Do we need more conversation?  Or is Sherry Turkle wrong?

18 thoughts on “Is Conversation Necessary?

  1. Great post. I’m so over blogalongathon culture, and even now that I’m retired am not going to start a new book blog myself (I originally planned to call it Retired Reader, since the job I’d retired from was book story analyst at a movie studio). But nope. Who needs another book blog? The world and the blogosphere decidedly do not. That said, I still follow half a dozen book blogs that I consistently enjoy because I like a) those bloggers’ taste in books, and b) their personalities. Some of these bloggers I know in real life, e.g. Stuck-in-a-Book, Dove Grey Reader. Others I have never met, but feel that I know them, and have usually corresponded to some extent with them – you, Leaves & Pages, a few others. My feeling after these years of book blogs is, follow the keepers; when you start to feel overwhelmed, stop. Not only is it any kind of duty to follow them all, that would be quite impossible; and one has to balance one’s own enjoyment vs. waste of time!

    • Oh, I wish you would start another blog! You’re such a wonderful writer and I have thoroughly enjoyed your humor and critiques in various groups over the years. But how long can we keep blogs going? Many on my blogroll are moribund. Tom at A Common Reader went on to do other things in his retirement. Blogging is like journalism: I quite liked feature-writing for a long time, but then I started writing the same things again and again and again. And that’s why journalists become editors! That’s why blogging can’t be taken too seriously. There is no pressure, and that’s why people enjoy it.
      Yes, blogalong/readalongs are not for me!
      It is great that you’ve met so many bloggers. Conversation can be electronic or live. I don’t know whether to panic or ignore the criticism of people like Turkel. The culture is very different now; some things better, some things worse. I missed my computer in London and found myself tapping stuff out on a tablet. Very silly. We’re all so used to our e-things!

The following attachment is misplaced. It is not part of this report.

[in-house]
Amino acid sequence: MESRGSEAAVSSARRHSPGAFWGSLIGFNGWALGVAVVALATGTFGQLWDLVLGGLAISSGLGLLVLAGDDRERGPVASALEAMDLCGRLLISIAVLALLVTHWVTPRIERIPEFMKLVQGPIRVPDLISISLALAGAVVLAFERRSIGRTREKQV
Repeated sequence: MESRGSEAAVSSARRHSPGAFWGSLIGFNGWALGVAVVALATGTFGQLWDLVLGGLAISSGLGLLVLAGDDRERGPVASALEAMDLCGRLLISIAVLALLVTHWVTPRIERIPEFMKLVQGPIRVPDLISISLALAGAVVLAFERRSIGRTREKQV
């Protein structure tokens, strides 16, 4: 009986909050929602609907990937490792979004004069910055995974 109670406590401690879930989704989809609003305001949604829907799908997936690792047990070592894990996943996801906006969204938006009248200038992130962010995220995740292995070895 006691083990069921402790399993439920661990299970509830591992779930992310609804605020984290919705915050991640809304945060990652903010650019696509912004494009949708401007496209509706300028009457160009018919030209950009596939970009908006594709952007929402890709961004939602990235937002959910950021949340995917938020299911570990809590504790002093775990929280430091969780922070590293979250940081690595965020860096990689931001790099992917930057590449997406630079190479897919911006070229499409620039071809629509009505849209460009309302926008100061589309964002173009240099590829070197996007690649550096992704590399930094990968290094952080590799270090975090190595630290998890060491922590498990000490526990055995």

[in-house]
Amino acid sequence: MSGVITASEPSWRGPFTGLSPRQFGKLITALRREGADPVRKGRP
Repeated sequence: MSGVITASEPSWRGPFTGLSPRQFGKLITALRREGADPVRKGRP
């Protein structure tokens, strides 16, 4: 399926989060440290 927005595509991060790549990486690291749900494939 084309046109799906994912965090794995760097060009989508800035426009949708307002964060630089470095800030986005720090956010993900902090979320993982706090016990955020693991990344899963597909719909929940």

• Kat, thank you for your kind words! I do love blogging, and now that I’m retired anything is possible – literally! I’ve even rented “a room of one’s own”/”a room with a view” to write in. So I’ll see what’s ahead…though I want to finish a list of unfinished book projects too! One thing I’ll never do, though, is the group readalongs, gimmick themes and so on. Not my cuppa.

        • Oh, how nice! Lovely to have your own room to write. It’s good to get away from the distractions. I can’t wait to hear about your new books, and hope you start a blog, too.

          • In my plans for Retired Reader, I had thought not of new books, but of consuming my To Be Read pile, which numbers in the thousands! Who knows. Retirement has only seemed to settle me in a state of befuddlement from too many choices!

  2. Conversation is necessary, definitely, and if we can’t get it where we live then blogging and online groups are a good solution. It’s getting the balance right that matters. As for these 24 hour readathons – maybe in my younger days, when I had more time and energy. However, I’d fall asleep halfway through I think nowadays…..

  3. Well, if it was not myself I am talking about (awful English but I am thinking in French this morning and guess you will understand anyway), I would say that great minds… The blog entry I posted yesternight (Sunday) touches in the same topic. The loneliness of the blogger and the lack of converstation. Plus readalongs, readathons, and gimmick themes, as Diana says.
    I agree with you both but hope that both of you will go on blogging as you belong to my very few loved bloggers.

  4. Wonderful, witty blog! I must read the book review. I teach literature and it is now recognized that students can only listen to a lecture (that means concentrate) for ten minutes. This weekend there was an article in the health section of the NYTimes outlining the symptoms of cellphone addiction — students and young people become aggressive when you interrupt their online activity. Now that is a growing problem. As for conversation and blogging, we shouldn’t forget that good conversationalists were defined as also listening to what others said. This seems to be part of the problem. We live in a culture of confirmed solipsists.